The international cast features returning narrator Chris O'Dowd, with Beth McCafferty voicing Oona in place of Kate McCafferty and Jo McDaid voicing Baba in place of Sally McDaid. Returning actors include Anna McDaid (May), Orna Canning (Flynn), Laura McCallan (formerly Silky, now hedgehog Spiky), Jim Craig (Bernie), and Geraldine Cole (Mama). Eva Whittaker joins the cast as Isabelle, along with Euan McGrath as Phoenix and Clara McLaughlin as Silky. 

“When the film came around, and we got to come back, it was really comfortable for us to return to this project we loved with people we loved,” says Lordan, assistant director and sequence director on the film. “We were really lucky that so many of our original team were able to join us as well. For some of them, the Puffin Rock TV show was their very first job in the industry. They've progressed so much that now they're we're taking on their first supervisory roles.”

Production on Puffin Rock and the New Friends started in 2019, using the same 2D animation software Moho, and took three years to complete due to COVID. The film first released in Ireland in June of 2023.

“There was talk of a movie very early after the show ended,” remembers Purcell. “We were at a Christmas party and Maurice Joyce, the director of the TV series, asked me, after a few drinks, if there was a movie, would I take over. He was lined up to do a few other things at the time and wanted to leave it in safe hands.”

He continues, “We were supposed to have a production schedule of a year and a half. And then everything that's happened…happened. We’ve had a couple of messages over the last couple years saying, “Hey, are you guys still doing that movie?”

Lordan chimes in, “Some people were really frustrated that it was taking so long. But we did also have some people who were jumping to our defense, which we really appreciated.”

But the movie did get finished; it’s first U.S. screening was last month at the New York Children’s Film Festival, where tiny voice acting booths for tiny wannabe voice actors were set up in the Irish Arts Center. “The scene playing had Oona, Baba and Bernie, so if kids were too small to read the script, we just had them say some Baba lines, since they tend to be quite simple,” shares Lordan. “And then the other kids could do Oona, and if the parents were there, they could do Bernie. There was something for everyone.”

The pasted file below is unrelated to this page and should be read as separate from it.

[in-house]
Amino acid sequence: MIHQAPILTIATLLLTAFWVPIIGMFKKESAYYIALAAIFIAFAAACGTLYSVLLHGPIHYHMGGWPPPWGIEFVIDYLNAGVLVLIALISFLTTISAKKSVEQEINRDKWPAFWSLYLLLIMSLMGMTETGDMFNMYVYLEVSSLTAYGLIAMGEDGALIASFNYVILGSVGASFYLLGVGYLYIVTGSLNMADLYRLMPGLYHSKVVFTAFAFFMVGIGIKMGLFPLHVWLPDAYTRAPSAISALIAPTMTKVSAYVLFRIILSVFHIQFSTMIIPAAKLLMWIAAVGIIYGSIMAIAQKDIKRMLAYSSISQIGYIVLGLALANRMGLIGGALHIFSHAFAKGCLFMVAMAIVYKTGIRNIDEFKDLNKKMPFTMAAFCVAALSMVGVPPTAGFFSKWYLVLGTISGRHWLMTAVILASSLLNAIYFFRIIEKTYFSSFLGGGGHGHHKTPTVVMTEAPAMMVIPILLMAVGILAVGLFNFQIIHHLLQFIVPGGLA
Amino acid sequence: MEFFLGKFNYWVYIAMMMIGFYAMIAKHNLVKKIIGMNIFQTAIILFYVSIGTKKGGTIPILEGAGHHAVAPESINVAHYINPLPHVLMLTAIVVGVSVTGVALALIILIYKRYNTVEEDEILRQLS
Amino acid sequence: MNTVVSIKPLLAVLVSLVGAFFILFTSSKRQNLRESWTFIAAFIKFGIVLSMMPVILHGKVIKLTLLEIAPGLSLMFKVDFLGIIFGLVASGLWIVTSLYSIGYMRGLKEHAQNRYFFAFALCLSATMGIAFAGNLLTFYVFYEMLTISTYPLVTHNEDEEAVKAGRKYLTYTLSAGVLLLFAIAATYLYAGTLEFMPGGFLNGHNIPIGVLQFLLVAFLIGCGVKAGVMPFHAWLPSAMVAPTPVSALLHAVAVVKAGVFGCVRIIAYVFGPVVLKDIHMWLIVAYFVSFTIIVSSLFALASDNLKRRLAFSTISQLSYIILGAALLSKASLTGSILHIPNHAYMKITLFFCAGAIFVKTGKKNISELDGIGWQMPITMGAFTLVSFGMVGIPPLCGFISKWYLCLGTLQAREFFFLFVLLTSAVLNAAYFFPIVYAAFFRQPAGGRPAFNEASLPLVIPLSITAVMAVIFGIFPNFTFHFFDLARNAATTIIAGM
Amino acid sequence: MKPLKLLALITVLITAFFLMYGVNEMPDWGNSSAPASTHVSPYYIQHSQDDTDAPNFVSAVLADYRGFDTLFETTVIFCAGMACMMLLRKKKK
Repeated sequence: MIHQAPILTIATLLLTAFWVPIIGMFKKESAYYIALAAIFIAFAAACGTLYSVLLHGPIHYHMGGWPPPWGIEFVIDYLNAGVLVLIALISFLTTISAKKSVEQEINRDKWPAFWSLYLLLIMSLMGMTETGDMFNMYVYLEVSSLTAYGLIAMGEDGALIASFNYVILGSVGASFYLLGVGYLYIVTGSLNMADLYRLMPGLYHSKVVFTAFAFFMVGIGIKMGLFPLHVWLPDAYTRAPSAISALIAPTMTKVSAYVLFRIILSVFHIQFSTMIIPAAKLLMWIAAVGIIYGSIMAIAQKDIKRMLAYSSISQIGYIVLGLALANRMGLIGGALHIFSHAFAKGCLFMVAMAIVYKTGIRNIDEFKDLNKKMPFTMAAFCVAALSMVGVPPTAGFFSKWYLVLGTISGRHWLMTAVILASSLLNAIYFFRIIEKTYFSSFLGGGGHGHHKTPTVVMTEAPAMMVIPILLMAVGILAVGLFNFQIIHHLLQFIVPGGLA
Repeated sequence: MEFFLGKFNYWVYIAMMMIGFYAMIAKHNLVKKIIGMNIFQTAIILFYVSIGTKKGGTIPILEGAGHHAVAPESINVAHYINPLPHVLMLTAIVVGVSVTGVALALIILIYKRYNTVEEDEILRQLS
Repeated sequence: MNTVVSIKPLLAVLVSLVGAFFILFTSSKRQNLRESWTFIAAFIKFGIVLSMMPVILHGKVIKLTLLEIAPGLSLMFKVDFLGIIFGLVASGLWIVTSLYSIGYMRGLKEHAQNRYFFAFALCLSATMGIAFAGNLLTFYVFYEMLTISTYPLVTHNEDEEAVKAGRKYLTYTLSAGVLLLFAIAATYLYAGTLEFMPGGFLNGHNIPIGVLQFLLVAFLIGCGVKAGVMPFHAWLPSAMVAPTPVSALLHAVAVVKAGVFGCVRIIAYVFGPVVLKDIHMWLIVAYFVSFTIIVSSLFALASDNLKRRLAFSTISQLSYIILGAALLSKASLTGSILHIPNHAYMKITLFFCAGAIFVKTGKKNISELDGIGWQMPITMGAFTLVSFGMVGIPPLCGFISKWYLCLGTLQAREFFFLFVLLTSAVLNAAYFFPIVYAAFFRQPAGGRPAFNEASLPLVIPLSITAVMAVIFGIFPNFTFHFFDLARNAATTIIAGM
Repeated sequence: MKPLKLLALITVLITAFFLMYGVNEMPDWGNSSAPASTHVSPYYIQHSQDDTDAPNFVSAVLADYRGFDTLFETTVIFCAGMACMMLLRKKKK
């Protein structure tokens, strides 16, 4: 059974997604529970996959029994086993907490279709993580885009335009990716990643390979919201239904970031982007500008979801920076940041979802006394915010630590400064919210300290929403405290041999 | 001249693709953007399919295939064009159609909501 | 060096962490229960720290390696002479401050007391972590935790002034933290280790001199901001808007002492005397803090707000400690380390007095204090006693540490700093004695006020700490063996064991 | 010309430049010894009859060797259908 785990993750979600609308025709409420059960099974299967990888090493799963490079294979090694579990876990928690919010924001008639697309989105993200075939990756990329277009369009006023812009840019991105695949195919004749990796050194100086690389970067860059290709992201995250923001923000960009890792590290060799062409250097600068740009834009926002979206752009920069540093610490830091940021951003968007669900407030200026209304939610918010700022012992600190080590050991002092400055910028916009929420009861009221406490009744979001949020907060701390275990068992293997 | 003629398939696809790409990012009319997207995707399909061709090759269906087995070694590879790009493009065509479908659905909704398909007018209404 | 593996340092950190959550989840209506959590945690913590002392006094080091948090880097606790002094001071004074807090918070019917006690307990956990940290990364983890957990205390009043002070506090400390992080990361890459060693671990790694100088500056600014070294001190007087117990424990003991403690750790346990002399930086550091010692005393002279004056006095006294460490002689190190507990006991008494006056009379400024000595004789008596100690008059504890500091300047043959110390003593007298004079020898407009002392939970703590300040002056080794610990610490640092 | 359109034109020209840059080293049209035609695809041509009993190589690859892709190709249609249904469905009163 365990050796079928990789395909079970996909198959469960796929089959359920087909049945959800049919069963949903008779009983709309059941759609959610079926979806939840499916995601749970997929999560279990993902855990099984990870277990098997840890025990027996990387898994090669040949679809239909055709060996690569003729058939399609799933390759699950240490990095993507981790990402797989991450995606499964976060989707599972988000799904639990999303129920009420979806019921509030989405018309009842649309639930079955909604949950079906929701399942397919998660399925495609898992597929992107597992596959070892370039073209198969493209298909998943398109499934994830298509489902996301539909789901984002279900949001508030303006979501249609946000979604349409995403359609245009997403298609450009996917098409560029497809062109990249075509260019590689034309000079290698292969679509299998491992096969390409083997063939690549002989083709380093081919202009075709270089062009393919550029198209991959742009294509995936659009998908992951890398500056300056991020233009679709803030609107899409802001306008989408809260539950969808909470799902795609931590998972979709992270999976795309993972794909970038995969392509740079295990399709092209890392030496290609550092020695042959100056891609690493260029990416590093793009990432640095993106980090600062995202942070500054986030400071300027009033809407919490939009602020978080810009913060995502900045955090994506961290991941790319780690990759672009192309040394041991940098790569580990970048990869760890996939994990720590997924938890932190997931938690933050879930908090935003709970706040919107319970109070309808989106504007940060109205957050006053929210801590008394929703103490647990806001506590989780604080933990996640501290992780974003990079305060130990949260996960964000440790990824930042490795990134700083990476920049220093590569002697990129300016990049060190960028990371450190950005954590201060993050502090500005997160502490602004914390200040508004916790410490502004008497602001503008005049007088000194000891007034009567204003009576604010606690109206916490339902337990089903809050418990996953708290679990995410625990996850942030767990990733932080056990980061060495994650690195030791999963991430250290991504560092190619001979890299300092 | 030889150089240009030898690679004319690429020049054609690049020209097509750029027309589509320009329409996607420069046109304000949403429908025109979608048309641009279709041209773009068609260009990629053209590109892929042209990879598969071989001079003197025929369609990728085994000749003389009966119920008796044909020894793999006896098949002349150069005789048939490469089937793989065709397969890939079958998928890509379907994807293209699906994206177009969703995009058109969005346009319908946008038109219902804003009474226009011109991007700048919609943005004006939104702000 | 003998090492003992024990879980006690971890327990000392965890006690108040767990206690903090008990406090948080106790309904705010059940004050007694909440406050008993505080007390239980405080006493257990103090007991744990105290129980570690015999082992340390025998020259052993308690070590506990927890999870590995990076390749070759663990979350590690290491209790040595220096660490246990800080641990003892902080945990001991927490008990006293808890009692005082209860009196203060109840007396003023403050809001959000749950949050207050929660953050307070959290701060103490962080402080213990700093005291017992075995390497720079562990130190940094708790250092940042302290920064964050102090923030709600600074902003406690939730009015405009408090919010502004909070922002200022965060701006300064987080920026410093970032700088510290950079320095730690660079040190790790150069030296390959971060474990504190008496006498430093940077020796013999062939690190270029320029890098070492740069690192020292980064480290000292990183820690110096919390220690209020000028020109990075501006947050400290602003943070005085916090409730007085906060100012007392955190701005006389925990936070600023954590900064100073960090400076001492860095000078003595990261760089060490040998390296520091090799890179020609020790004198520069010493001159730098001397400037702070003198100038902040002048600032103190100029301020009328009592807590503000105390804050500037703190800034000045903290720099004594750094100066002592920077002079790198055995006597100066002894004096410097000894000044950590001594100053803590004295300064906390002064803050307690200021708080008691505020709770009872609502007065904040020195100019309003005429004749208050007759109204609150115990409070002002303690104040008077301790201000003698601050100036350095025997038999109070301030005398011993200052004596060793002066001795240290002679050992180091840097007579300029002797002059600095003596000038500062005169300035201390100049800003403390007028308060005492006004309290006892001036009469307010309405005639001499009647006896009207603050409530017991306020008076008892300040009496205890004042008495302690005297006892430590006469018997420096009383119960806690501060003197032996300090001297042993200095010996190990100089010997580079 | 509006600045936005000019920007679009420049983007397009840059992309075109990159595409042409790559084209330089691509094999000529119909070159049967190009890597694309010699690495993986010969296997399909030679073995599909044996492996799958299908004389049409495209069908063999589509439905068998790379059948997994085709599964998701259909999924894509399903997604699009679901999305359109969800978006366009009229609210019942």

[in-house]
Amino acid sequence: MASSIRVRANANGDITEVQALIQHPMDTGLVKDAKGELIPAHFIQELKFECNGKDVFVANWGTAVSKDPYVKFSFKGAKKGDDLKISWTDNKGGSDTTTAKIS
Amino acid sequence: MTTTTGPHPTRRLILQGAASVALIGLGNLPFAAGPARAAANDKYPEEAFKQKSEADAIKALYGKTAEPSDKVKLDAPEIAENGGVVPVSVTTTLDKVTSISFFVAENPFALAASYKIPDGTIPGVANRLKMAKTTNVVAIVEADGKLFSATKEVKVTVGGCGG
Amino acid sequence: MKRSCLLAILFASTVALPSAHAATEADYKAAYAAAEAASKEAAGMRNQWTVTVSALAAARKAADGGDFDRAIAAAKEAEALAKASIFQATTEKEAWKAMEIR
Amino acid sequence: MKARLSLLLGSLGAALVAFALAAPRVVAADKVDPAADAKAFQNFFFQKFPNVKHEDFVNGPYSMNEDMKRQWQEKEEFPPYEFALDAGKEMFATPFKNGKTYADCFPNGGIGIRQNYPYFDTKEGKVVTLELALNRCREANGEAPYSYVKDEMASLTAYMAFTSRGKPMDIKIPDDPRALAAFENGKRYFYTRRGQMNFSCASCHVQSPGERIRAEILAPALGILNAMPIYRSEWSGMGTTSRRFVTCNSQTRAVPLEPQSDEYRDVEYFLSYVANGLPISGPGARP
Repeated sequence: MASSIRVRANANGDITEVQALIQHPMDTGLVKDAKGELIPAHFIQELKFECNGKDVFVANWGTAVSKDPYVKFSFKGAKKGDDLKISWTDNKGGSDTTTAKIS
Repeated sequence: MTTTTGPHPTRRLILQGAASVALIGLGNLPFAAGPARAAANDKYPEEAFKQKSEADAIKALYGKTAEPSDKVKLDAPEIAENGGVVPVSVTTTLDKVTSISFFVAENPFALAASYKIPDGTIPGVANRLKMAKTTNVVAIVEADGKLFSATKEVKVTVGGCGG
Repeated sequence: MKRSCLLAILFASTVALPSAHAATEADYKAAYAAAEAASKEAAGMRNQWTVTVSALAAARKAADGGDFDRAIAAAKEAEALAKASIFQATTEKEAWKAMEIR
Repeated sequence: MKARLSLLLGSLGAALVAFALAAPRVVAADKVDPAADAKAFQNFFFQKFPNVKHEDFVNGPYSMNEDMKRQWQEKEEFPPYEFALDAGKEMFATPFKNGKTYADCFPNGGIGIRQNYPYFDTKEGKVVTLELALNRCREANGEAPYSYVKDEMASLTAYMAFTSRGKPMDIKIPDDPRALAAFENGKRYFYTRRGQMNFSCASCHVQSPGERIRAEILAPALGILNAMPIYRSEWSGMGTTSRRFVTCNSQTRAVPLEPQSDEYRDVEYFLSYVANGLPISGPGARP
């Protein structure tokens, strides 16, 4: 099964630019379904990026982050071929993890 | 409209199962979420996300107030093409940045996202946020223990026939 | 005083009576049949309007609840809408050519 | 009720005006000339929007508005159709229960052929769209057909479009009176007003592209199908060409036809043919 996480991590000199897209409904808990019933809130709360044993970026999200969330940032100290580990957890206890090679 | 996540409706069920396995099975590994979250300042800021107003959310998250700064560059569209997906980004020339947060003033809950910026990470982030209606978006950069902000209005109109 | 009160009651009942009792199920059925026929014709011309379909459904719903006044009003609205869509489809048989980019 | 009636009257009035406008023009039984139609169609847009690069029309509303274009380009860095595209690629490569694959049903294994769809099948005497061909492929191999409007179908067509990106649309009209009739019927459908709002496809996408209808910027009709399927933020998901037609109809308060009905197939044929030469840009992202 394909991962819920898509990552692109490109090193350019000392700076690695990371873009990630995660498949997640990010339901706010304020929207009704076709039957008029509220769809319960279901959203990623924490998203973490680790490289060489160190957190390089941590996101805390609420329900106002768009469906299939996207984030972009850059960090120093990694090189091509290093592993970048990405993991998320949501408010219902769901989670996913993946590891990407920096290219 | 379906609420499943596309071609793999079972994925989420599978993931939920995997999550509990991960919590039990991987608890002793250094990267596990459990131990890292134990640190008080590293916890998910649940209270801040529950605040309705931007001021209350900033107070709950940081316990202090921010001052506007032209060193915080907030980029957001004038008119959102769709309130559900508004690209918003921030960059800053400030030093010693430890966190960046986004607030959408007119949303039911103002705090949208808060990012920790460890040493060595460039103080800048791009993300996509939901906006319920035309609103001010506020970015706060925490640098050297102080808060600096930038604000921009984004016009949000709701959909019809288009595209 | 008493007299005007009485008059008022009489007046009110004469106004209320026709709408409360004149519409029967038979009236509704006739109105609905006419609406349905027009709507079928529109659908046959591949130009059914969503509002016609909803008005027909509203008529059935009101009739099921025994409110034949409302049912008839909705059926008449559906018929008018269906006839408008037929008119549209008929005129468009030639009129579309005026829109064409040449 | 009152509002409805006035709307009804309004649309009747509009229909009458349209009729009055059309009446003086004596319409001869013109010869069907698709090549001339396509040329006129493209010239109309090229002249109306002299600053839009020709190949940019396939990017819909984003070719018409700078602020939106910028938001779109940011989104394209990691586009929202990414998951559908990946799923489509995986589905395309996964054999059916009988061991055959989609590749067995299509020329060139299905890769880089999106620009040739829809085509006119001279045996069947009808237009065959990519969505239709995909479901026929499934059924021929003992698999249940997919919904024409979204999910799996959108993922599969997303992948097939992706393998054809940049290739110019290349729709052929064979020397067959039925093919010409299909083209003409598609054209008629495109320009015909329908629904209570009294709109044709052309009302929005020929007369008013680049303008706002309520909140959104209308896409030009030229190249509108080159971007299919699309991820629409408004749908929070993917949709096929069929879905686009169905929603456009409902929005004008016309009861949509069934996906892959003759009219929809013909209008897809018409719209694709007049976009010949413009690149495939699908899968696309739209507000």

Purcell adds, “After all, we do need more voice actors.”

Whether or not that was a tease for more Puffin Rock adventures to come remains to be seen. 

But getting children hands-on with the film seems to be a theme of this Puffin Rock revival, if we could be so bold to call it that. The daughter of art director Fran Bravo played a fun role in deciding which rocks to include in the film’s landscapes, which celebrate the beauty of Ireland. “Fran and his family are native to Spain and his daughter has this collection of rocks, so she laid out her collection for us and explained which ones were native to Ireland and which ones weren’t from here,” says Lordan. 

Purcell continues, “She was about nine at the time and everyone was working at home by this stage of the production. So, she heard us talking on a call to her dad about these rocks and started making some suggestions about what rocks and minerals could work for different scenes. One of them was uranium, which we decided not to use. But it did give us the idea to use quartz in parts of the caves.”